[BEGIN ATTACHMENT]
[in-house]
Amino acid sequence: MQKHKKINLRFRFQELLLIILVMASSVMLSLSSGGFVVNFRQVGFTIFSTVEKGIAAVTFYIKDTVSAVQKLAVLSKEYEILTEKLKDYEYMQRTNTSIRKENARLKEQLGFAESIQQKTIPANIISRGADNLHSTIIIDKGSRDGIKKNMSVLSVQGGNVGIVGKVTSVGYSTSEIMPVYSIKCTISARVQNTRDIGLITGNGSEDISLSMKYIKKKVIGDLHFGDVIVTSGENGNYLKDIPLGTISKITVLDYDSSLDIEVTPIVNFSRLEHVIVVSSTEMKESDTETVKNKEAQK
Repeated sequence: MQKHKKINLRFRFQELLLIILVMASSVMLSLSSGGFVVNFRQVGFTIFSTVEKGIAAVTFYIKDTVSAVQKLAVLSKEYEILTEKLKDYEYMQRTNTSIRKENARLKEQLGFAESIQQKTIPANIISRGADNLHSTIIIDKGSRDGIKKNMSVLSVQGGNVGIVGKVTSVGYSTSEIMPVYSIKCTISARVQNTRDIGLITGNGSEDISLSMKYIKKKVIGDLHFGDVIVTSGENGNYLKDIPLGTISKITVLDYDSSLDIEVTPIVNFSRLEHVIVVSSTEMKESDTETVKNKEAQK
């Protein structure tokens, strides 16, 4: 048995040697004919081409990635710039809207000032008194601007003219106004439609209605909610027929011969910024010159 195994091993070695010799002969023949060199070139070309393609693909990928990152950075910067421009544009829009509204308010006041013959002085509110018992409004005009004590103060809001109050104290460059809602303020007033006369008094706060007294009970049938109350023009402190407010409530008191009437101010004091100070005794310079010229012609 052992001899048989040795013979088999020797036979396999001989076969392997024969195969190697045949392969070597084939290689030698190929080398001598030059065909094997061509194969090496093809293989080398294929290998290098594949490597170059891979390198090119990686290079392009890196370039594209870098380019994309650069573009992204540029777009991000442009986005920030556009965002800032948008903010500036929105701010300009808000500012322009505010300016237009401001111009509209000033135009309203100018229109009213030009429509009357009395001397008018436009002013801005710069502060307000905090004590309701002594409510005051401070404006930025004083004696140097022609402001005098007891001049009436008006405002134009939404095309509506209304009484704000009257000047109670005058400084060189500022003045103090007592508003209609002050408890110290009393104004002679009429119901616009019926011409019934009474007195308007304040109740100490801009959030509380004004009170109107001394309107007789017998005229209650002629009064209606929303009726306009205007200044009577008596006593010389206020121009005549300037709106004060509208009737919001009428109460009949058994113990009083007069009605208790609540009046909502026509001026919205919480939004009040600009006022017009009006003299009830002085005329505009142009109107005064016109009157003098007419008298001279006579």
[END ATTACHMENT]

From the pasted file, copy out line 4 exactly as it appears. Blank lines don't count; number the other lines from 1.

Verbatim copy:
């Protein structure tokens, strides 16, 4: 048995040697004919081409990635710039809207000032008194601007003219106004439609209605909610027929011969910024010159 195994091993070695010799002969023949060199070139070309393609693909990928990152950075910067421009544009829009509204308010006041013959002085509110018992409004005009004590103060809001109050104290460059809602303020007033006369008094706060007294009970049938109350023009402190407010409530008191009437101010004091100070005794310079010229012609 052992001899048989040795013979088999020797036979396999001989076969392997024969195969190697045949392969070597084939290689030698190929080398001598030059065909094997061509194969090496093809293989080398294929290998290098594949490597170059891979390198090119990686290079392009890196370039594209870098380019994309650069573009992204540029777009991000442009986005920030556009965002800032948008903010500036929105701010300009808000500012322009505010300016237009401001111009509209000033135009309203100018229109009213030009429509009357009395001397008018436009002013801005710069502060307000905090004590309701002594409510005051401070404006930025004083004696140097022609402001005098007891001049009436008006405002134009939404095309509506209304009484704000009257000047109670005058400084060189500022003045103090007592508003209609002050408890110290009393104004002679009429119901616009019926011409019934009474007195308007304040109740100490801009959030509380004004009170109107001394309107007789017998005229209650002629009064209606929303009726306009205007200044009577008596006593010389206020121009005549300037709106004060509208009737919001009428109460009949058994113990009083007069009605208790609540009046909502026509001026919205919480939004009040600009006022017009009006003299009830002085005329505009142009109107005064016109009157003098007419008298001279006579």